The house of 8

On the eighth day of the eighth month of the eighth year of the current millennium, I put $8,000 down to purchase my first home, located in a town with eight letters in the name on a street with eight letters in the name, and the address numerals of which add up to—you guessed it—8.

Numerology is said to be a pseudoscience right up there with palmistry, astrology, and phrenology. So I’m sure all those 8s surrounding my house are merely coincidence. Right? Well, no matter. If the Chinese considered 08/08/08 a sufficiently auspicious date upon which to open the Beijing Summer Olympics, that’s good enough for me.

I’ve always felt that my house and I have a special connection, just as I believe that houses have, in a sense, souls. They can be damaged or restored by the presence of the people who reside within them, and some houses can damage or restore their occupants as well.

One of my family members visited a coastal town in Oregon on vacation several years ago and absolutely fell in love with a somewhat dilapidated white mansion on a hill, a structure so grand and so gothic that you would just expect it to be haunted. Unable to resist the siren song of this genteel structure in dire need of extensive repair and partial reconstruction, my relative bought it and spent the next several years doing all she could to love that house and make it love her in return. But despite all her time, treasure and labor, the house resisted at first, then seemed to actively fight her. Every project completed revealed another to be done, contractors were shady, costs exceeded budgets, expenses mounted incessantly. Finally she admitted defeat and relinquished the house, saying at the end that she felt it was actively trying to punish her for having tried to save it.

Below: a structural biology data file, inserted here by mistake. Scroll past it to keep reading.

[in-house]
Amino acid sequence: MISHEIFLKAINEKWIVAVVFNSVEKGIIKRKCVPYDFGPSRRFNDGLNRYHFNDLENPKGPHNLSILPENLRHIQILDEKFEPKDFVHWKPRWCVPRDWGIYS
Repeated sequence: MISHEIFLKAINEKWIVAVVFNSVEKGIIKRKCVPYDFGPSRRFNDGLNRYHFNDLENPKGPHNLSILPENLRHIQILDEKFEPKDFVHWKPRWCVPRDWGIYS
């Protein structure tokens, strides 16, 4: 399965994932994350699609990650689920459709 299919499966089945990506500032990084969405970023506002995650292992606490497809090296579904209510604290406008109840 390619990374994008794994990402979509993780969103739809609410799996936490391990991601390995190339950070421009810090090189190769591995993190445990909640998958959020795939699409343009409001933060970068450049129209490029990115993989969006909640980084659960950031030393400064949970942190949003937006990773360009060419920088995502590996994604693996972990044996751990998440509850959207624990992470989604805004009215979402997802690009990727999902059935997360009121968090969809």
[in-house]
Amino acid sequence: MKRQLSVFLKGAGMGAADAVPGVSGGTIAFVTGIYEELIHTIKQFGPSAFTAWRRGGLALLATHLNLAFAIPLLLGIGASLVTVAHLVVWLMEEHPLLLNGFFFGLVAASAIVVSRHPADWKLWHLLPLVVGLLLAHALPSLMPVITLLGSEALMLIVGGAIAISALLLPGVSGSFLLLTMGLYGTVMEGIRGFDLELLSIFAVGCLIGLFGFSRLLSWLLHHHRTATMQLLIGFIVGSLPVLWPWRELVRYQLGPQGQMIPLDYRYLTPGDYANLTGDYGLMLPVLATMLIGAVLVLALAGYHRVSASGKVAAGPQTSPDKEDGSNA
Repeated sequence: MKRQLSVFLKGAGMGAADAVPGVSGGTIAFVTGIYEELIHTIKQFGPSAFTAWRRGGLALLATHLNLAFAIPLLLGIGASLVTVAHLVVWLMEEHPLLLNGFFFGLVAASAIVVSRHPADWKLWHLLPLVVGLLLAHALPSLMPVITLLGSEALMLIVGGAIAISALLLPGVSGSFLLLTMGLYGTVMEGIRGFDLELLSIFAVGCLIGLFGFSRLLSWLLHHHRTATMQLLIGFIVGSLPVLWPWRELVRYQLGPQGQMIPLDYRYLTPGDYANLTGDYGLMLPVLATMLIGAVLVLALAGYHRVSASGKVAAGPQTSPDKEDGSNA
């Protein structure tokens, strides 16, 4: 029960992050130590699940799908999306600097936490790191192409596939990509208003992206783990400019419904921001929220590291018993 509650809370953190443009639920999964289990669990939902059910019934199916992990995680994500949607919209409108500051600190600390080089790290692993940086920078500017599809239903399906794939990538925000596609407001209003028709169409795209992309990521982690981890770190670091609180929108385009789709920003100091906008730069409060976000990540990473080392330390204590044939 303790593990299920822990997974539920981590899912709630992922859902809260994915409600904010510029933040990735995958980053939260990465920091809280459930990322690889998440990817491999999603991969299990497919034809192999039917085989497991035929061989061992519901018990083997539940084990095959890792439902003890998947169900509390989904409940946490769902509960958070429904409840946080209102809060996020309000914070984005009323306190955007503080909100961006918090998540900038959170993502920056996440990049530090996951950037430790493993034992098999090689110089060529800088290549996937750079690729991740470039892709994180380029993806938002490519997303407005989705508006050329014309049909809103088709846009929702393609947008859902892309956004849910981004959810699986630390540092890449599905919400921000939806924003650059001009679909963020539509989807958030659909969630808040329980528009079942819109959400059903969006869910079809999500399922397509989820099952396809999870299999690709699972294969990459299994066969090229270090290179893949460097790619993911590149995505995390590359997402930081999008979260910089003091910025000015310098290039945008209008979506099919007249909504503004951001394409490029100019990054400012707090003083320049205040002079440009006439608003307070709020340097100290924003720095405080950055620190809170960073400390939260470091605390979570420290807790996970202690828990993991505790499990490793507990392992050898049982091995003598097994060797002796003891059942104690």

I had that cautionary tale in mind when I went searching for my own house to buy, the caution being to not let my emotions override my common sense. If a house would cost more to repair to a habitable state than it would to purchase, that’s obviously no bargain. Which is not to say that I did not allow myself to look at a few near-teardowns and dream big dreams of saving them and lovingly restoring them to their former glory. But either my good sense or my good luck won in the end, and I fell in love with a perfectly maintained and structurally sound house that needed nothing done to it right away except all new windows (fortunately, it has only five windows altogether, so this was not a big job).

Besides being single-level and low-maintenance, the other stellar feature of my house is that it is filled with natural light all day long. Even with only five windows, light simply pours in and through the rooms. I am sensitive to seasonal changes in natural light, so the fact that my house only gets brighter in the winter because it faces south is a blessing beyond price. And since the first moment I saw it, I knew that this house was perfect for me and that we would be very happy together. I was not wrong.

This is the first picture I took in my house after I moved in, and there’s just something about the composition of it that captures perfectly everything I love about where I live.

The number 8 signifies, according to some sources, achievement, security and success. I found all those things when I moved to my house of 8 (also known as La Casita Bonita). Owning a home has stabilized my life far beyond providing me and my dogs with shelter. In a space to call my own—my refuge, my castle, my nest, my domain—I am most fully myself, and I like who that is. This house has been so good to me.

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